Donald Trump will have a difficult time running for reelection from prison

When world leaders gathered in Paris last weekend to honor Armistice Day, remembering the 100th anniversary of the conclusion of World War I, two individuals stood out as the odd couple. During a ceremony under the Arc de Triomphe, cameras captured Donald Trump with a giant smile on his face as he observed Russian President Vladamir Putin approaching. As Putin greeted other leaders with a solemn handshake, he flashed a thumbs-up to Trump, who returned the warm welcome with a pat on the back.

A day after the Trump-Putin lovefest, fifty nations and over 150 tech companies announced their pledge to fight cybercrime. Led by French President Emmanuel Macron, the “Paris call for trust and security in cyberspace” is a global endeavor to counter criminal activity on the internet. With so many nations joining this effort, two countries were remarkably missing. While countries such as Japan, Canada, and the EU, along with companies like Facebook, Google, and Microsoft signing the pledge, Russia and the United States were absent from the agreement.

As Palmer Report has documented, this is certainly not the first time that Trump has used his power to prevent increased security against cyber related crimes. After Microsoft announced they had detected Russian hackers initiating cyberattacks in the run up to the midterm elections, Trump pushed House Republicans to deny any funding to prevent future attacks. Trump and the GOP were apparently hoping for outside assistance in holding power, but even without additional cyber security, their efforts were drowned in the blue wave.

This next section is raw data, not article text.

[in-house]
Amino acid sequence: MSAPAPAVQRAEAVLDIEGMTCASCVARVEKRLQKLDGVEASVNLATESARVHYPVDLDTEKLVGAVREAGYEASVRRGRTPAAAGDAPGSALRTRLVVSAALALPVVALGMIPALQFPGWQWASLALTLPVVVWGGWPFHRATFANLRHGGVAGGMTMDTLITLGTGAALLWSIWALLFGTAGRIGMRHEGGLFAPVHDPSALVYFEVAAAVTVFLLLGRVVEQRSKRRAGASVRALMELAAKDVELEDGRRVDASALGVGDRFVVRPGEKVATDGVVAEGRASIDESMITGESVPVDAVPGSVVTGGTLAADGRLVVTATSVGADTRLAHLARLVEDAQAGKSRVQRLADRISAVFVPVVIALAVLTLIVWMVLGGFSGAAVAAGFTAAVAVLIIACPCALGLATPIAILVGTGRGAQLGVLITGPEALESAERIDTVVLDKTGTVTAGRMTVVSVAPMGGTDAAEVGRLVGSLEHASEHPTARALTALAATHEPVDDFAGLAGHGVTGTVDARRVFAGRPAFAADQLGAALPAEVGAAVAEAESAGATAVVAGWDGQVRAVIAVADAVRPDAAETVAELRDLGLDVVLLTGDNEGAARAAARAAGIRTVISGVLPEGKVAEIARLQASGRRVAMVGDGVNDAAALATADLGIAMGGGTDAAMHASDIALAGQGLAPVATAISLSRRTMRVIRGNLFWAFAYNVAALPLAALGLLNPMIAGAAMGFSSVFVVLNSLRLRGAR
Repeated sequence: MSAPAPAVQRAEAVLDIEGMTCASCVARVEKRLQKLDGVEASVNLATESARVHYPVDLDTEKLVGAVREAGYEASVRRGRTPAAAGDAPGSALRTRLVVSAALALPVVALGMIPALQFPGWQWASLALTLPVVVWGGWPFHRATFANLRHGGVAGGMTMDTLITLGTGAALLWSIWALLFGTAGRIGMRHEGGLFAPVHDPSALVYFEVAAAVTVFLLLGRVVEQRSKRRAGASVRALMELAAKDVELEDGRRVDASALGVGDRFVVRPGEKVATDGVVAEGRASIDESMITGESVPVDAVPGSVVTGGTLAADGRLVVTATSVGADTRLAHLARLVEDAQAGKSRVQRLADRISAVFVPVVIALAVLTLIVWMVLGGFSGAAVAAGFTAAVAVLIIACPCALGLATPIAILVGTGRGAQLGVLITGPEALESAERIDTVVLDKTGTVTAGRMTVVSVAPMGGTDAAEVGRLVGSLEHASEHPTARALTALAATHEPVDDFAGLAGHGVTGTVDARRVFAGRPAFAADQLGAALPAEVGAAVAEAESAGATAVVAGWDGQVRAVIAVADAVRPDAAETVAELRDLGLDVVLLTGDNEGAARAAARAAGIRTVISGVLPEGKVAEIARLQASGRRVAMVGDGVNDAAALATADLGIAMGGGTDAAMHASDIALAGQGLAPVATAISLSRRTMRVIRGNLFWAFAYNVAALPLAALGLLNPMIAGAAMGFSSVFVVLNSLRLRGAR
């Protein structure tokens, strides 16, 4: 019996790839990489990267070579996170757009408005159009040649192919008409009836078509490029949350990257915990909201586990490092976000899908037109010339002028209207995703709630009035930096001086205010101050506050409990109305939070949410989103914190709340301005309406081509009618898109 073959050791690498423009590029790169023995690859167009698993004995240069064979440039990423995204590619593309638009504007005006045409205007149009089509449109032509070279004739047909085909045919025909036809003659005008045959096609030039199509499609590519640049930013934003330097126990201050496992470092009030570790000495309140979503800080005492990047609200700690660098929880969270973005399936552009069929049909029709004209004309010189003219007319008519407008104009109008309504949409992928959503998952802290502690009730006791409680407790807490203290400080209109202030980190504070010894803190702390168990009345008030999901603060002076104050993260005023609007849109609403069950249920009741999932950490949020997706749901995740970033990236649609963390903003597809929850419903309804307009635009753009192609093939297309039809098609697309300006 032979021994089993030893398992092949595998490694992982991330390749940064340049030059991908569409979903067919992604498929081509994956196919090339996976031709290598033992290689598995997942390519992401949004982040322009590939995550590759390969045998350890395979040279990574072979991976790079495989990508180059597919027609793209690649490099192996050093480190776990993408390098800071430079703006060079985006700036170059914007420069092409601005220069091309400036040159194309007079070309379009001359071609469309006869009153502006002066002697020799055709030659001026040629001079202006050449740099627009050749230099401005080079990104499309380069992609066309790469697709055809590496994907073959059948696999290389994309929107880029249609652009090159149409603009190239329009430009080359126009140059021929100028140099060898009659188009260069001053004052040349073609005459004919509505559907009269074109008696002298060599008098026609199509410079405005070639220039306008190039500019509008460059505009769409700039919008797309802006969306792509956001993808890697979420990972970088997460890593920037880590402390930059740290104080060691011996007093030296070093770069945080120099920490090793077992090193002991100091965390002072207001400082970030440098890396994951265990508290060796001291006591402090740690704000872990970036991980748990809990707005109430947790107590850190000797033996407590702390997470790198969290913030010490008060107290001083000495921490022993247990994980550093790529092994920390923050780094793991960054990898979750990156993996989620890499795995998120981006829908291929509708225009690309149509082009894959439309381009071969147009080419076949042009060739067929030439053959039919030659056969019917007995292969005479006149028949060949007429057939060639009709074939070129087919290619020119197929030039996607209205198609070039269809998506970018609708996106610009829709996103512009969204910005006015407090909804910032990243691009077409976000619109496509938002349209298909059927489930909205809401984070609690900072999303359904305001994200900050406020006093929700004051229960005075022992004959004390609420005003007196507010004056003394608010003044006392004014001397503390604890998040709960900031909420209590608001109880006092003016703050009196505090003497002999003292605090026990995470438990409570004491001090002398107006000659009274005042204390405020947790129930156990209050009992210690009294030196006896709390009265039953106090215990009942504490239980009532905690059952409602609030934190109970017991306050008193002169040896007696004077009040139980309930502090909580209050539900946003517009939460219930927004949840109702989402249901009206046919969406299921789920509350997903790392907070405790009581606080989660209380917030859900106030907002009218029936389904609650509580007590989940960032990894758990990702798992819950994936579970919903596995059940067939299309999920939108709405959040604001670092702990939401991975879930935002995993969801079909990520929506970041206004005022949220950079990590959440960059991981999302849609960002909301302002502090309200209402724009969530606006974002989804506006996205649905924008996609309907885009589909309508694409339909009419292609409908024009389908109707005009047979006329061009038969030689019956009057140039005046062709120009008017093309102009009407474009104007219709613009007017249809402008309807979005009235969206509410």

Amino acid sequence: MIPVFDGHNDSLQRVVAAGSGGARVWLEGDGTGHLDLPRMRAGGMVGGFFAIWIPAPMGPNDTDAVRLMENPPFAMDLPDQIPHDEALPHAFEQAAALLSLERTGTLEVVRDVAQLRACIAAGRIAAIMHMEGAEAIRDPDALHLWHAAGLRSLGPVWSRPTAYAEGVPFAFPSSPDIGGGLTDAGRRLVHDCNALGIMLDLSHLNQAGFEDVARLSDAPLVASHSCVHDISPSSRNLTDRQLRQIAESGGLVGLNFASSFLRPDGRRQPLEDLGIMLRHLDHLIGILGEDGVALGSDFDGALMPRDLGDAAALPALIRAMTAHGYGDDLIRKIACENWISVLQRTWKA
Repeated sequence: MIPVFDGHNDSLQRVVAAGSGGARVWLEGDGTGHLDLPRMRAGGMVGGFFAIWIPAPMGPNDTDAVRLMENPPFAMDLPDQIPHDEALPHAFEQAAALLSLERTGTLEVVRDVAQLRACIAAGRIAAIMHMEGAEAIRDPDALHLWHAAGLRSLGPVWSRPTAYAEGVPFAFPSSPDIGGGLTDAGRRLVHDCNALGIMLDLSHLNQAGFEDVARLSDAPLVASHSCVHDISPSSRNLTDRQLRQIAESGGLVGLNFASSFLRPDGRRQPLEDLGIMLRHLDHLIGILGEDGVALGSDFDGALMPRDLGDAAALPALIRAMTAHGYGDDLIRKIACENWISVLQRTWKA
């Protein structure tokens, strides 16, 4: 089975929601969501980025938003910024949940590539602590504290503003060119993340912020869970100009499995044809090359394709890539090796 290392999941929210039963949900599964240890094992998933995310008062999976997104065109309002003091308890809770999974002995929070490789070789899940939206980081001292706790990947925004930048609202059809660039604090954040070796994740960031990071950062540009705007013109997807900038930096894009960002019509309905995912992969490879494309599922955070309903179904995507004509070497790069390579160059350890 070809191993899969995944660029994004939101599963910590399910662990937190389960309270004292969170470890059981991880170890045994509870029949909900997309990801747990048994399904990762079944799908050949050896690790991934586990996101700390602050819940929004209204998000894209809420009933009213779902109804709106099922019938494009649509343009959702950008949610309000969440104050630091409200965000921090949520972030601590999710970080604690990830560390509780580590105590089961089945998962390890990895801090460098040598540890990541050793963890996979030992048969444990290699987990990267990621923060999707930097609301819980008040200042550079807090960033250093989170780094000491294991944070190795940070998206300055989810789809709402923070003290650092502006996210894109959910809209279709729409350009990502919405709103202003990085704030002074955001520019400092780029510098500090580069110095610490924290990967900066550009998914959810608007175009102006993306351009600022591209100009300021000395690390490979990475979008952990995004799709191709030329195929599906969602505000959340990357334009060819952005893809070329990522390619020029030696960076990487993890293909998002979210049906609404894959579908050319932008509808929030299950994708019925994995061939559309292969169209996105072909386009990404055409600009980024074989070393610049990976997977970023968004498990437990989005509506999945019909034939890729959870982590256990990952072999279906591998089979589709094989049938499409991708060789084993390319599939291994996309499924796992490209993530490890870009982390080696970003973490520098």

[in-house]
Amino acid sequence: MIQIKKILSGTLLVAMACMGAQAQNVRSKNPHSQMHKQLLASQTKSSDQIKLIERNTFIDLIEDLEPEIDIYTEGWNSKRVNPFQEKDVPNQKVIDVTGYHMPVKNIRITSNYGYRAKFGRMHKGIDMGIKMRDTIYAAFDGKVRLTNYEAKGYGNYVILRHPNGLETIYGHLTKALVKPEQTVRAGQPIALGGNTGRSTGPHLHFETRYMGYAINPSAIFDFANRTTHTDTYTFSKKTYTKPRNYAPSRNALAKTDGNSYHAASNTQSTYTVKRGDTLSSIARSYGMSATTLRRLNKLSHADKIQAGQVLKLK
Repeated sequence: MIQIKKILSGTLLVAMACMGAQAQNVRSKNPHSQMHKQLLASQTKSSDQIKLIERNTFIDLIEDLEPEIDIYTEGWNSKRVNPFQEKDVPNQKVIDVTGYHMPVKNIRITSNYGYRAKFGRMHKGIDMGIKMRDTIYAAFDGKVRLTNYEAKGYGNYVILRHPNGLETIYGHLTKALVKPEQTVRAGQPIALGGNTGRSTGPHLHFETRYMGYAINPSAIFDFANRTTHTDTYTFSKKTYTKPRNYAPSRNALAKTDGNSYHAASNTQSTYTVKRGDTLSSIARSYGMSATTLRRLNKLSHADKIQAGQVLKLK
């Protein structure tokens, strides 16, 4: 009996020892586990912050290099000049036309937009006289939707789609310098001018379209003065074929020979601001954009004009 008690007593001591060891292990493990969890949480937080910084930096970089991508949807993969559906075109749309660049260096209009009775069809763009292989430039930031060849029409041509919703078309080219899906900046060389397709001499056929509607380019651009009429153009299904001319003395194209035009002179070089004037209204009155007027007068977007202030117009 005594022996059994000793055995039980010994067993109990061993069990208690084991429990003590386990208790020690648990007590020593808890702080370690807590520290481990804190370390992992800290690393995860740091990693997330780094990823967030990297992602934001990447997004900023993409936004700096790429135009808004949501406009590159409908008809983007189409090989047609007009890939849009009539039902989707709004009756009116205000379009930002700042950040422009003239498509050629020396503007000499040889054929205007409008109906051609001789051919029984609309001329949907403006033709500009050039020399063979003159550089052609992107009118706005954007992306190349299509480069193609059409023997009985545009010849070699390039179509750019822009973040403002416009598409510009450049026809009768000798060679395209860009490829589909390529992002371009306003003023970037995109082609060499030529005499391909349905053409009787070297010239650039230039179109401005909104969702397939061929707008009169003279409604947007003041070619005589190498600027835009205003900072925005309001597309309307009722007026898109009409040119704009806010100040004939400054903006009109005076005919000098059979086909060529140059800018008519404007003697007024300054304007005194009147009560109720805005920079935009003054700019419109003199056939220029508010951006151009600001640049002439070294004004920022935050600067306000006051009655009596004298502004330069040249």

This most recent refusal by Donald Trump to work with leading nations and tech giants to fight cybercrime is just another pathetic attempt to curtail any resistance to his plans to cheat in the 2020 election. Luckily, with House Democrats taking power in January, we should have a better understanding of what cyber precautions are necessary going forward. Someone should tell Trump that no matter how little cyber security is in place, running for reelection in 2020 would be difficult to do from prison.